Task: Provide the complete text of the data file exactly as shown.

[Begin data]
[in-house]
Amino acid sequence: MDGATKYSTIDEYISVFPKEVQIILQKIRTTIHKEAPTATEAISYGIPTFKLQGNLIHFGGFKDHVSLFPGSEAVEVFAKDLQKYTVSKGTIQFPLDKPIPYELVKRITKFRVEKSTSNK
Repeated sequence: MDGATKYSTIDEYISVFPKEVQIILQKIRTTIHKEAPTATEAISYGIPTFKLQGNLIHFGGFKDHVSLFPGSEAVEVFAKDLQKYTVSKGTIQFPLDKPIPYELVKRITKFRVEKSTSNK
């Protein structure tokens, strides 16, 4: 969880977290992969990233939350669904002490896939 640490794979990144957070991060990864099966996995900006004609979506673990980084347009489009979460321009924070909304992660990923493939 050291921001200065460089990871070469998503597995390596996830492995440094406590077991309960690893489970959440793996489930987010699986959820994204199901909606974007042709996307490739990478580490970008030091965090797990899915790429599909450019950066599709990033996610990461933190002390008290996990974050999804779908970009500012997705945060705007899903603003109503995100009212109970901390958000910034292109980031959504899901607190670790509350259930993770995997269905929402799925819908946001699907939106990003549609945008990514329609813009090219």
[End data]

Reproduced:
[in-house]
Amino acid sequence: MDGATKYSTIDEYISVFPKEVQIILQKIRTTIHKEAPTATEAISYGIPTFKLQGNLIHFGGFKDHVSLFPGSEAVEVFAKDLQKYTVSKGTIQFPLDKPIPYELVKRITKFRVEKSTSNK
Repeated sequence: MDGATKYSTIDEYISVFPKEVQIILQKIRTTIHKEAPTATEAISYGIPTFKLQGNLIHFGGFKDHVSLFPGSEAVEVFAKDLQKYTVSKGTIQFPLDKPIPYELVKRITKFRVEKSTSNK
């Protein structure tokens, strides 16, 4: 969880977290992969990233939350669904002490896939 640490794979990144957070991060990864099966996995900006004609979506673990980084347009489009979460321009924070909304992660990923493939 050291921001200065460089990871070469998503597995390596996830492995440094406590077991309960690893489970959440793996489930987010699986959820994204199901909606974007042709996307490739990478580490970008030091965090797990899915790429599909450019950066599709990033996610990461933190002390008290996990974050999804779908970009500012997705945060705007899903603003109503995100009212109970901390958000910034292109980031959504899901607190670790509350259930993770995997269905929402799925819908946001699907939106990003549609945008990514329609813009090219």